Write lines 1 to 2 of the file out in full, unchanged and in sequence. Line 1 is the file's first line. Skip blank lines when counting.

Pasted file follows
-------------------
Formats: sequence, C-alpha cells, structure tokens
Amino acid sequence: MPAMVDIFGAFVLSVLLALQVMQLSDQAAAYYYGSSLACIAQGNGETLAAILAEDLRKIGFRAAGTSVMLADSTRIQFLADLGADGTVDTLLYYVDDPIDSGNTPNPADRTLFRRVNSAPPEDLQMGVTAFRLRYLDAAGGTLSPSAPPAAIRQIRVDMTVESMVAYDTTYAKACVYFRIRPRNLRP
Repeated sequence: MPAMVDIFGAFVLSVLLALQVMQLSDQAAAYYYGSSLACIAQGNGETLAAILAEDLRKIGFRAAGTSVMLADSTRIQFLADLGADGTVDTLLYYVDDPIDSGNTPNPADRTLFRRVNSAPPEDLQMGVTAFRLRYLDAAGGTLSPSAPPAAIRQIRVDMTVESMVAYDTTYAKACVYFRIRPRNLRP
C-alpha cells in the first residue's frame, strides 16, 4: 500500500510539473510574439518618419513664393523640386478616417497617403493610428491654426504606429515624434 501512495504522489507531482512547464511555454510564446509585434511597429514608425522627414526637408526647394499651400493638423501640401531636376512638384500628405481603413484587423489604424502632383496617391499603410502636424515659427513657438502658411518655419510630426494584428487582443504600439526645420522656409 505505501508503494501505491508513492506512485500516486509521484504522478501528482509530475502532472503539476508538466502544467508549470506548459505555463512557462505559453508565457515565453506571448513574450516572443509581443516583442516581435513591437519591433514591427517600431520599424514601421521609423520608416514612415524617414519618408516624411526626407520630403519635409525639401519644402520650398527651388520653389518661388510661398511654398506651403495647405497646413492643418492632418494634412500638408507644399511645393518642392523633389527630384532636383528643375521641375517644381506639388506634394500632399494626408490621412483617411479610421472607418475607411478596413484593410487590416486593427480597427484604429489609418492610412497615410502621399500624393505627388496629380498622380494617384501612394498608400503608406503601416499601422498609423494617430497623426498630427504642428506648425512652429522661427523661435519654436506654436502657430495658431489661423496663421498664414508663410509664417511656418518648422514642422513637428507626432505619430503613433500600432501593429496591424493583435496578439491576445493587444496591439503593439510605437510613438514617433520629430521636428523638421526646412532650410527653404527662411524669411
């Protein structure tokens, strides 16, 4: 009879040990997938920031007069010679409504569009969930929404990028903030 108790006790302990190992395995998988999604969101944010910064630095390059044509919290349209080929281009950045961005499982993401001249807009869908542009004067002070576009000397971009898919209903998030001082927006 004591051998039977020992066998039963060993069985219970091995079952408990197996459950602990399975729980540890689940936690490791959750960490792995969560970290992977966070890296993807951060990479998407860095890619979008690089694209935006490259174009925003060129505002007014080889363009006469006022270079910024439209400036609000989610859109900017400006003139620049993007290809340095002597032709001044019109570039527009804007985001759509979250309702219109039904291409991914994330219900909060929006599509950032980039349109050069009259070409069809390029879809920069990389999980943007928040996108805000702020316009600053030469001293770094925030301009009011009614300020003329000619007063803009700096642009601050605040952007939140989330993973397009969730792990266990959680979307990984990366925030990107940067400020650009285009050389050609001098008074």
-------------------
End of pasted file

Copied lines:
Formats: sequence, C-alpha cells, structure tokens
Amino acid sequence: MPAMVDIFGAFVLSVLLALQVMQLSDQAAAYYYGSSLACIAQGNGETLAAILAEDLRKIGFRAAGTSVMLADSTRIQFLADLGADGTVDTLLYYVDDPIDSGNTPNPADRTLFRRVNSAPPEDLQMGVTAFRLRYLDAAGGTLSPSAPPAAIRQIRVDMTVESMVAYDTTYAKACVYFRIRPRNLRP